Even as the national food security and land acquisition bills hog the limelight, the UPA government is finalising a key social inclusion legislation which aims to plough back revenue from mining for development of tribal areas.
The revamped Mines and Mineral (Development and Regulation) Bill being readied for Cabinet consideration provides for spending half of the royalty a state government gets from mining for development of areas where the mining takes place.
Senior government sources said the royalty for the state government from mining would be doubled with a condition that half of it will have to be used for development of people living around mining areas through the district mineral foundation.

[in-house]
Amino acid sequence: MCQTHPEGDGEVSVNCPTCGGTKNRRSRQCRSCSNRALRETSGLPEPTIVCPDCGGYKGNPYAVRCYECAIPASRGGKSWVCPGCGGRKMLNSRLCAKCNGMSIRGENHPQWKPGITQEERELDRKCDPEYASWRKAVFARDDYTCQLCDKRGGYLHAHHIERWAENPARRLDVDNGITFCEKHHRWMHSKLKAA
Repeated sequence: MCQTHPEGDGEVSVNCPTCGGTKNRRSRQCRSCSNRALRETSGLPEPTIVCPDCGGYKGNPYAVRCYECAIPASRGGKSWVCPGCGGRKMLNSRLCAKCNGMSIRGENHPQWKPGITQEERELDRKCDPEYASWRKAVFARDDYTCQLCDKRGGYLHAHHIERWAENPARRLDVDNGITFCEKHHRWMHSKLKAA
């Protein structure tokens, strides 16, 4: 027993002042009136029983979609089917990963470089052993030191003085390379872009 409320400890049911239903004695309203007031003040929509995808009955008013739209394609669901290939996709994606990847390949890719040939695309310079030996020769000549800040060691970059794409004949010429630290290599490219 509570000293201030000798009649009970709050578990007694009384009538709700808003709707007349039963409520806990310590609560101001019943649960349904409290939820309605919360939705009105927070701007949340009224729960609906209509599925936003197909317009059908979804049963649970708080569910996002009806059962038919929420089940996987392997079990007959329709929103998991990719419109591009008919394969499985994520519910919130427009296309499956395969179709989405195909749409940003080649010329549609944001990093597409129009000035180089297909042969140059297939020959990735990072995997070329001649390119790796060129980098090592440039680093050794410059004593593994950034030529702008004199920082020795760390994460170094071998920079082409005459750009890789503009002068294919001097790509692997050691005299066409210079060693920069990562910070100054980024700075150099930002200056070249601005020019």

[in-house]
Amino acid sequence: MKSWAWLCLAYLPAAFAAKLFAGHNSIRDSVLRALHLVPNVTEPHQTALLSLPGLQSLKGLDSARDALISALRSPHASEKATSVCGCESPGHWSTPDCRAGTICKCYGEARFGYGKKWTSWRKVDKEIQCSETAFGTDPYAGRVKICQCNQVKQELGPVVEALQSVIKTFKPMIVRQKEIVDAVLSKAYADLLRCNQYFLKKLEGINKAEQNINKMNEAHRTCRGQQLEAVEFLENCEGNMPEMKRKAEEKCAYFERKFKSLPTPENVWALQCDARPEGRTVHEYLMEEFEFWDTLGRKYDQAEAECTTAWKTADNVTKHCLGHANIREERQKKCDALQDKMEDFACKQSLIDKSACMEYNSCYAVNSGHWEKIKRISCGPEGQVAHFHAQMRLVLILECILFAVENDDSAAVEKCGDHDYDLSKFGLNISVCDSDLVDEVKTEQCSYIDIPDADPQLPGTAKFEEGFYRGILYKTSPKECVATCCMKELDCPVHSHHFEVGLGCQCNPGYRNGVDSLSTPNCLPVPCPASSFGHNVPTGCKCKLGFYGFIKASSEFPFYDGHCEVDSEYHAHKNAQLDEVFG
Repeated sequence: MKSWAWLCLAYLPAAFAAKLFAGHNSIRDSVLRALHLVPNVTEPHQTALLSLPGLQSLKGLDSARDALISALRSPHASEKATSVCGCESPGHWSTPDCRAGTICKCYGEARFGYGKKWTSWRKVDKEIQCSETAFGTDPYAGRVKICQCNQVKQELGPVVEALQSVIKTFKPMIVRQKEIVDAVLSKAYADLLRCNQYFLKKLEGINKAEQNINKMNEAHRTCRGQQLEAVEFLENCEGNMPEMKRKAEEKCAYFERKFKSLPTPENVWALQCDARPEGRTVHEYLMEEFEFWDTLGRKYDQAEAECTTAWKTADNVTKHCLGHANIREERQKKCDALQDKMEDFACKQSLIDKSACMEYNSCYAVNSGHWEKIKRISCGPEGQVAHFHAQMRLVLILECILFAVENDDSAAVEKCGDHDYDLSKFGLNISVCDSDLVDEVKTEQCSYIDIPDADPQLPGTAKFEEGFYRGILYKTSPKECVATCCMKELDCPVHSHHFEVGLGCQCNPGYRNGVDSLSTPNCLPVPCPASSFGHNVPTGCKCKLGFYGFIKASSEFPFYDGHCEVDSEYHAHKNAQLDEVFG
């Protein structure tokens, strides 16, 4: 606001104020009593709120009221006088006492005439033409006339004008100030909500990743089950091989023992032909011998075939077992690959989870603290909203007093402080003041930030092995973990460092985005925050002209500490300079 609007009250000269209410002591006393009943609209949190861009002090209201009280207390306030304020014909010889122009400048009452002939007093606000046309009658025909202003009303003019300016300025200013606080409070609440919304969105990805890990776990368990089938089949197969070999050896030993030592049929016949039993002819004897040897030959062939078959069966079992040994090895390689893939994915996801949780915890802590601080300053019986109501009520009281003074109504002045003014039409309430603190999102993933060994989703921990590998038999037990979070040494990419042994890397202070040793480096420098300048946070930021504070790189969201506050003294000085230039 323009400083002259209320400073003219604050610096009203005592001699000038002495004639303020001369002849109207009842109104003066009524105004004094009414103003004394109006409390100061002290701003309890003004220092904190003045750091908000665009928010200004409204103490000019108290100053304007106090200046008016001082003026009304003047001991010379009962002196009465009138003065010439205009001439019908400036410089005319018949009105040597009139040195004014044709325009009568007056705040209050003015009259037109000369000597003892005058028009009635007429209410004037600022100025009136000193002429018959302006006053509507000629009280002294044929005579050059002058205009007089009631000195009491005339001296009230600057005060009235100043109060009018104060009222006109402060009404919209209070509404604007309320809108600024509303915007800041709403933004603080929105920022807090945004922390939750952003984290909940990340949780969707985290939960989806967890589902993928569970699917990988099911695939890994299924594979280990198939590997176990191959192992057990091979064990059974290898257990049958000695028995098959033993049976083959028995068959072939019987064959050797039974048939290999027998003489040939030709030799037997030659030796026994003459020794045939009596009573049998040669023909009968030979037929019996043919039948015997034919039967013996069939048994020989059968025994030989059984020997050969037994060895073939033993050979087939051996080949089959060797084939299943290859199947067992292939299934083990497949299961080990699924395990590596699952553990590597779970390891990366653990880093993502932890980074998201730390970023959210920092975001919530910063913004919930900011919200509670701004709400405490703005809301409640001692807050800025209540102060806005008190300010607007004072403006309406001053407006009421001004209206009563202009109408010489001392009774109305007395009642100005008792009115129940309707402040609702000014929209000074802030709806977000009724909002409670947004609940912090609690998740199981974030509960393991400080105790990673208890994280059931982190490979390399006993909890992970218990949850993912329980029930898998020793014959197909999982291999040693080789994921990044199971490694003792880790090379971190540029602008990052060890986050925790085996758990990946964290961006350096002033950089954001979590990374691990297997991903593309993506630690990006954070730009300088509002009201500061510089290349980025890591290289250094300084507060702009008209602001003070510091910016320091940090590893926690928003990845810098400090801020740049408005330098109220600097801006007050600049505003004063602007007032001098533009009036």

"The provision would provide more money to the state governments for development of tribal areas which are most backward," said a senior plan panel functionary. Most of the mine rich areas are in tribal zones of India considered to be most backward and left wing extremist hit.
The UPA government had decided for more inclusive mineral policy through the bill introduced in Parliament last year. A Parliamentary Standing Committee submitted its recommendations in first week of May and the mines ministry constituted a group to consider the recommendations.
"We expect the bill to be ready for Cabinet consideration by the end of June," an official said.
The proposed law also provides for mandatory sharing of 26% of the profit from mining activity with locals, except in coal. The development activity would be carried out by a foundation to be set up once the bill becomes a law.
Officials said the mines ministry, which is piloting the law, has been asked to fast track the process for seeking Cabinet approval so that the bill can be introduced in the budget session of Parliament.